Kampala is Uganda’s largest city and is located at the periphery of Lake Victoria, Africa’s largest fresh water lake. Kampala is rapidly growing, with economic opportunities driving the rural-urban migration, and consequently increasing the rate of informal settlements. With the current and projected increase in precipitation intensity under all climate change scenarios, flooding is ultimately one of the major risks to infrastructure, human settlements, and the industrial, health, and business sectors in Kampala City. Following decades of inefficient city planning and management, the Government of Uganda decided to take action to transform Kampala into a vibrant, attractive and sustainable city.
The Kampala Capital City Authority (KCCA) is focusing their efforts on becoming a water sensitive city in regards to flood vulnerabilities and water security, using the Kampala Physical Development Plan. KCCA has also established partnerships with National Water and Sewerage Corporation (NWSC), government ministries, development agencies, NGOs, the private sector and local communities to implement various projects that address sustainable urban water systems. Improvements will include the expansion of stormwater drains in flood-prone areas, as well as updating the Kampala Drainage Master Plan of 2003 to help plan a city-wide strategy to reduce flood impacts.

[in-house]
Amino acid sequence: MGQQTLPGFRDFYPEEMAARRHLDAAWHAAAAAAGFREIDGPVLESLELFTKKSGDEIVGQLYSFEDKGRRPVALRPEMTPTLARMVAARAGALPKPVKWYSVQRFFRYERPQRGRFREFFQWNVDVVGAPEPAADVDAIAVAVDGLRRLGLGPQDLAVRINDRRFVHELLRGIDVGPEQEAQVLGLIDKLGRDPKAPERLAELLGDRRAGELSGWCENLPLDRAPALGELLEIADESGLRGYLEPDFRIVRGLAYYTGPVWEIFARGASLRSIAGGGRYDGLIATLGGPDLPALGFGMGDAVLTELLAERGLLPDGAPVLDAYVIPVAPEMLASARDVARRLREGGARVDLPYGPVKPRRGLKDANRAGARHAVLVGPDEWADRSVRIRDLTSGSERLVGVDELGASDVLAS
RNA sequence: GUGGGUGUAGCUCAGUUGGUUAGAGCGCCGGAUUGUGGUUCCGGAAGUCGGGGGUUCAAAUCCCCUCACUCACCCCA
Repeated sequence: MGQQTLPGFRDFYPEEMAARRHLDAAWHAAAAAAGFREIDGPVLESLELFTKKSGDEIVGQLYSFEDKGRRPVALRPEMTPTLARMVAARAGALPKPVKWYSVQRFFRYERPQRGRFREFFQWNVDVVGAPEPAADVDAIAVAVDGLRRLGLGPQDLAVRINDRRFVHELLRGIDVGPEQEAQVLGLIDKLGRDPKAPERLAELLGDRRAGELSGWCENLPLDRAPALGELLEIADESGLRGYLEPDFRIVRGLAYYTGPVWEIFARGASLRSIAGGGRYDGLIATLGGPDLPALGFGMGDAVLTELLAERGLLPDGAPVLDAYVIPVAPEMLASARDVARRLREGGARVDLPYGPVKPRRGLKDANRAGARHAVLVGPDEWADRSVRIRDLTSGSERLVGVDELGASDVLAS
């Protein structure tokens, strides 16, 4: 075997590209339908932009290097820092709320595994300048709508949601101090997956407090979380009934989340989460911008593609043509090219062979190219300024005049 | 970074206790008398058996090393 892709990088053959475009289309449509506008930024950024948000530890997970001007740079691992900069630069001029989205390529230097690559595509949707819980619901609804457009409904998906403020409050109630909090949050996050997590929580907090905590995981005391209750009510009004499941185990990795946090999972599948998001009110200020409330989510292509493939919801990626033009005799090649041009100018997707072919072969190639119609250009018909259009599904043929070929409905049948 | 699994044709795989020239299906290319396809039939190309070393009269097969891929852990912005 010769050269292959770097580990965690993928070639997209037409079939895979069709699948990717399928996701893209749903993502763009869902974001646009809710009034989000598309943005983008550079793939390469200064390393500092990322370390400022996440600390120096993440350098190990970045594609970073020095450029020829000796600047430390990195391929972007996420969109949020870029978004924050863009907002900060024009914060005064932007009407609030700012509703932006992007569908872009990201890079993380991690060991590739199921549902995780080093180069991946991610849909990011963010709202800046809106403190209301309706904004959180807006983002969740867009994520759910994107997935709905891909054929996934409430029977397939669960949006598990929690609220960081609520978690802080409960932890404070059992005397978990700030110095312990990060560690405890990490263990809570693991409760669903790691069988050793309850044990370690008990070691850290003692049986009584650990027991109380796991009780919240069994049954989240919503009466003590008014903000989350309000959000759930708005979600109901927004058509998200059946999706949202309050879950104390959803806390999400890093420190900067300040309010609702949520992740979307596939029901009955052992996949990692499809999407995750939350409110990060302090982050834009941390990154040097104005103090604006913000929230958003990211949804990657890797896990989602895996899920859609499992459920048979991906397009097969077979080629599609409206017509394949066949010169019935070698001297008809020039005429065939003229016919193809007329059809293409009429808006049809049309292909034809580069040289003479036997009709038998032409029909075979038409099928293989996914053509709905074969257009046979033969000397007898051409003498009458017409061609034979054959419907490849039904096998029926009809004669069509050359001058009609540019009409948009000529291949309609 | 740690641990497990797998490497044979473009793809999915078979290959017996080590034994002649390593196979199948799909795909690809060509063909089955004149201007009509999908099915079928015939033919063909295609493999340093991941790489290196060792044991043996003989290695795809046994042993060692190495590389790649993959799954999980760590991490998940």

The urbanization rate in Kamapala is far outpacing service delivery in the city, with a lag in the development of infrastructure, sanitation services and freshwater supply, in addition to preparing for flood risks and other impacts from a changing climate. Industries and commercial enterprises are also growing, continuing to threaten water supply, sewerage, waste management and sanitation systems.
Currently, Kampala’s city sewerage network covers less than 10% of the city, with the remaining areas relying on onsite sanitation, such as pit latrines or septic tanks. Fecal sludge management (FSM) remains a major problem, especially in the informal settlements, threatening environmental and water quality. Moreover, the impacts of climate change are city-wide, as Kampala is characterized by hills and valleys making it vulnerable to frequent flooding during heavy rains. Increased expansion of paved areas and the degradation of wetlands and green spaces have also escalated the problem.
Following decades of inefficient city planning and management, the Government of Uganda decided to take action focusing on transforming Kampala into a vibrant, attractive and sustainable city. Consequently, Kampala Capital City Authority (KCCA) was established in 2011 to set the pace for this vision. The KCCA, working with other urban water stakeholders, are gearing up to achieve the SDG 6 on safe access to water and sanitation for all.
A project funded by the World Bank aims to enhance infrastructure and the institutional capacity of the KCCA to improve urban mobility and drainage management in Kampala. Improvements will include expansion of stormwater drains in flood-prone areas, as well as updating the Kampala Drainage Master Plan of 2003 to help plan a city-wide strategy to reduce flood impacts.
Moreover, city greening projects are taking place to enhance beautification and to provide recreation opportunities as well as reducing surface runoff. This is mainly implemented by KCCA in partnership with the private sector.